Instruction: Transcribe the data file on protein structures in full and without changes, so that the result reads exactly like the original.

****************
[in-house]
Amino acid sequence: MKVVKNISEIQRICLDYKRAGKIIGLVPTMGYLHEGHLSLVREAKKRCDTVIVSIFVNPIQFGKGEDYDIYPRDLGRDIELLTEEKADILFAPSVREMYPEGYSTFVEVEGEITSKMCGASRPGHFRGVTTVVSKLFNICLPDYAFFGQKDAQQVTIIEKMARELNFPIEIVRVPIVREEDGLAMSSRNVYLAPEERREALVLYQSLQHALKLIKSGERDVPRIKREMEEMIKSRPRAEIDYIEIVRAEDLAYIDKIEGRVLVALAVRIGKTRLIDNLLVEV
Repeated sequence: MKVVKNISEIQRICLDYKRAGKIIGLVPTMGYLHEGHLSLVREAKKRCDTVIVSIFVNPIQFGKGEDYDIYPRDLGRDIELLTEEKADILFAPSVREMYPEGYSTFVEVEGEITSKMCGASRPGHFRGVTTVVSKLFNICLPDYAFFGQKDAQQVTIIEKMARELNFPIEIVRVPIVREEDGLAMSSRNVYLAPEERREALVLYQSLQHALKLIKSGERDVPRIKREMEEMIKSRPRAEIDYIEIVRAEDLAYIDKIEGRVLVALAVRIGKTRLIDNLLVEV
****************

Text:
[in-house]
Amino acid sequence: MKVVKNISEIQRICLDYKRAGKIIGLVPTMGYLHEGHLSLVREAKKRCDTVIVSIFVNPIQFGKGEDYDIYPRDLGRDIELLTEEKADILFAPSVREMYPEGYSTFVEVEGEITSKMCGASRPGHFRGVTTVVSKLFNICLPDYAFFGQKDAQQVTIIEKMARELNFPIEIVRVPIVREEDGLAMSSRNVYLAPEERREALVLYQSLQHALKLIKSGERDVPRIKREMEEMIKSRPRAEIDYIEIVRAEDLAYIDKIEGRVLVALAVRIGKTRLIDNLLVEV
Repeated sequence: MKVVKNISEIQRICLDYKRAGKIIGLVPTMGYLHEGHLSLVREAKKRCDTVIVSIFVNPIQFGKGEDYDIYPRDLGRDIELLTEEKADILFAPSVREMYPEGYSTFVEVEGEITSKMCGASRPGHFRGVTTVVSKLFNICLPDYAFFGQKDAQQVTIIEKMARELNFPIEIVRVPIVREEDGLAMSSRNVYLAPEERREALVLYQSLQHALKLIKSGERDVPRIKREMEEMIKSRPRAEIDYIEIVRAEDLAYIDKIEGRVLVALAVRIGKTRLIDNLLVEV